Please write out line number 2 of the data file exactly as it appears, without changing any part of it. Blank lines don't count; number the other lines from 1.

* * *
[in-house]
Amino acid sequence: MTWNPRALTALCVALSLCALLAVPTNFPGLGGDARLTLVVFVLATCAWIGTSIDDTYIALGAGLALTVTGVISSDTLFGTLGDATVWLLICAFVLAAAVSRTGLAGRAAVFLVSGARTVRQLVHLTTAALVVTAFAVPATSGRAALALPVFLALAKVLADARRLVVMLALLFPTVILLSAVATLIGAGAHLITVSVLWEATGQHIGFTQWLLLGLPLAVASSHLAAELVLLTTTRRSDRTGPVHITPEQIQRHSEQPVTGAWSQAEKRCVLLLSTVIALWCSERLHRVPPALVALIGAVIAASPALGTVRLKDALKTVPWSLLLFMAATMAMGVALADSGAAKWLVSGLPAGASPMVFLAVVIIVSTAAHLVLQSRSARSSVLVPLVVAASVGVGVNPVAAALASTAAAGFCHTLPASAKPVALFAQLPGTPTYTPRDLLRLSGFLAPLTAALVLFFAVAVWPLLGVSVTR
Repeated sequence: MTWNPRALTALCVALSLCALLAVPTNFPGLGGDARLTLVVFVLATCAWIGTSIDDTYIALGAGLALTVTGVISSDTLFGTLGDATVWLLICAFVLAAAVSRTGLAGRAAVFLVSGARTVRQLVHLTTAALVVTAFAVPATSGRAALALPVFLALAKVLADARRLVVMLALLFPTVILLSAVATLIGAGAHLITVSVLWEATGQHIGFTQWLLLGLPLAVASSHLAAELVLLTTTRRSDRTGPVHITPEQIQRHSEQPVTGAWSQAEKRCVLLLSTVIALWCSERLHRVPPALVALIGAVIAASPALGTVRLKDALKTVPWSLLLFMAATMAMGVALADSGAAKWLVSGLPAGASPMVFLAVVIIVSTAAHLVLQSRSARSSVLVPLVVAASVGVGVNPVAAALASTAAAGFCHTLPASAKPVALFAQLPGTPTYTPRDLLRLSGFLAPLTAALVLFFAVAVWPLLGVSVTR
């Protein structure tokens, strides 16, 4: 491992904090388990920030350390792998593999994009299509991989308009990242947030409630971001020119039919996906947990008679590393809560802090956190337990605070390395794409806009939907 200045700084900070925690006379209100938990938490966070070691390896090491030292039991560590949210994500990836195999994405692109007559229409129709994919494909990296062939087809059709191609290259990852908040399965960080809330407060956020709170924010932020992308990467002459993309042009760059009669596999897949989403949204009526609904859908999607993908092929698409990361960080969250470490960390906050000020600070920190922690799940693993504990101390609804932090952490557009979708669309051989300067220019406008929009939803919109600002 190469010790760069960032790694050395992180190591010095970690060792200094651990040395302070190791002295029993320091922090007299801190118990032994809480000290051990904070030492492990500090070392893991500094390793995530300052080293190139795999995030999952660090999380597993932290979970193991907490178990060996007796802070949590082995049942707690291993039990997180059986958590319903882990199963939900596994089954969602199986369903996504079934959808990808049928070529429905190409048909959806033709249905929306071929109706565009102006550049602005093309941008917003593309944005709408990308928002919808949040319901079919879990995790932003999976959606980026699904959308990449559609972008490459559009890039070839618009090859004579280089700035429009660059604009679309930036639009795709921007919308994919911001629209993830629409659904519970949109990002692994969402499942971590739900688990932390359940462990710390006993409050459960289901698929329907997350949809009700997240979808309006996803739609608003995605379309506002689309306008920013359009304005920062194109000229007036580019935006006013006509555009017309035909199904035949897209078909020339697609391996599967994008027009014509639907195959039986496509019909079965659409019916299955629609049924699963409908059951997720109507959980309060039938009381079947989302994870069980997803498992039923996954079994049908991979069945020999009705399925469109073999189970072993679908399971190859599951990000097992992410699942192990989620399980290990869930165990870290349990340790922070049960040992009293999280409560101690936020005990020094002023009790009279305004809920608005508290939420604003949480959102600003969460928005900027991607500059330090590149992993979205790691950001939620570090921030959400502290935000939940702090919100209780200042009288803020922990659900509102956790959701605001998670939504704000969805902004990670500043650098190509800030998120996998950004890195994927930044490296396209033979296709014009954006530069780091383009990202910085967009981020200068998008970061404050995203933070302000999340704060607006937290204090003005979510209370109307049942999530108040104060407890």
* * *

Amino acid sequence: MTWNPRALTALCVALSLCALLAVPTNFPGLGGDARLTLVVFVLATCAWIGTSIDDTYIALGAGLALTVTGVISSDTLFGTLGDATVWLLICAFVLAAAVSRTGLAGRAAVFLVSGARTVRQLVHLTTAALVVTAFAVPATSGRAALALPVFLALAKVLADARRLVVMLALLFPTVILLSAVATLIGAGAHLITVSVLWEATGQHIGFTQWLLLGLPLAVASSHLAAELVLLTTTRRSDRTGPVHITPEQIQRHSEQPVTGAWSQAEKRCVLLLSTVIALWCSERLHRVPPALVALIGAVIAASPALGTVRLKDALKTVPWSLLLFMAATMAMGVALADSGAAKWLVSGLPAGASPMVFLAVVIIVSTAAHLVLQSRSARSSVLVPLVVAASVGVGVNPVAAALASTAAAGFCHTLPASAKPVALFAQLPGTPTYTPRDLLRLSGFLAPLTAALVLFFAVAVWPLLGVSVTR